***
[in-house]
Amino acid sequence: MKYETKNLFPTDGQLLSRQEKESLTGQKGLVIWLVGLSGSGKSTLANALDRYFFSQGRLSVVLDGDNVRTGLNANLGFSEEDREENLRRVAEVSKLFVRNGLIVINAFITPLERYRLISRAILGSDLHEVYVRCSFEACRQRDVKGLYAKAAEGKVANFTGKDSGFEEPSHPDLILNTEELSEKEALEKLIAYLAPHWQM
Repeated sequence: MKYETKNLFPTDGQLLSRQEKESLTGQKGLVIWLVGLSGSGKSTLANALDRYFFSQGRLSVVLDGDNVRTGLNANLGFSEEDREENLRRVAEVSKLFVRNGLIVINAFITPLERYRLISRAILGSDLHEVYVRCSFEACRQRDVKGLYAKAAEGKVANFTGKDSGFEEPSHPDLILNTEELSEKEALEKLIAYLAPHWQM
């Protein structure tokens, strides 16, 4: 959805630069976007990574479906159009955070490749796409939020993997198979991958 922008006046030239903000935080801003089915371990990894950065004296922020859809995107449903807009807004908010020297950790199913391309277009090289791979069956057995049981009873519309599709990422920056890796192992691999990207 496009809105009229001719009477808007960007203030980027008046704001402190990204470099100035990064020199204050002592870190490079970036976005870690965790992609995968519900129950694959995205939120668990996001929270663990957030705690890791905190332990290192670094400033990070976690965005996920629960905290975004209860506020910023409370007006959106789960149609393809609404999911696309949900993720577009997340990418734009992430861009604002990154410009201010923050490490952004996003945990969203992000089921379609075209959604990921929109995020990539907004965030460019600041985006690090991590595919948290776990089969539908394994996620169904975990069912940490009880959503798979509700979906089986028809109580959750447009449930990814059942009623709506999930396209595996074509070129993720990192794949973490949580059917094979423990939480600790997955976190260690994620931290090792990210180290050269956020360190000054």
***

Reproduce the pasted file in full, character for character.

[in-house]
Amino acid sequence: MKYETKNLFPTDGQLLSRQEKESLTGQKGLVIWLVGLSGSGKSTLANALDRYFFSQGRLSVVLDGDNVRTGLNANLGFSEEDREENLRRVAEVSKLFVRNGLIVINAFITPLERYRLISRAILGSDLHEVYVRCSFEACRQRDVKGLYAKAAEGKVANFTGKDSGFEEPSHPDLILNTEELSEKEALEKLIAYLAPHWQM
Repeated sequence: MKYETKNLFPTDGQLLSRQEKESLTGQKGLVIWLVGLSGSGKSTLANALDRYFFSQGRLSVVLDGDNVRTGLNANLGFSEEDREENLRRVAEVSKLFVRNGLIVINAFITPLERYRLISRAILGSDLHEVYVRCSFEACRQRDVKGLYAKAAEGKVANFTGKDSGFEEPSHPDLILNTEELSEKEALEKLIAYLAPHWQM
């Protein structure tokens, strides 16, 4: 959805630069976007990574479906159009955070490749796409939020993997198979991958 922008006046030239903000935080801003089915371990990894950065004296922020859809995107449903807009807004908010020297950790199913391309277009090289791979069956057995049981009873519309599709990422920056890796192992691999990207 496009809105009229001719009477808007960007203030980027008046704001402190990204470099100035990064020199204050002592870190490079970036976005870690965790992609995968519900129950694959995205939120668990996001929270663990957030705690890791905190332990290192670094400033990070976690965005996920629960905290975004209860506020910023409370007006959106789960149609393809609404999911696309949900993720577009997340990418734009992430861009604002990154410009201010923050490490952004996003945990969203992000089921379609075209959604990921929109995020990539907004965030460019600041985006690090991590595919948290776990089969539908394994996620169904975990069912940490009880959503798979509700979906089986028809109580959750447009449930990814059942009623709506999930396209595996074509070129993720990192794949973490949580059917094979423990939480600790997955976190260690994620931290090792990210180290050269956020360190000054």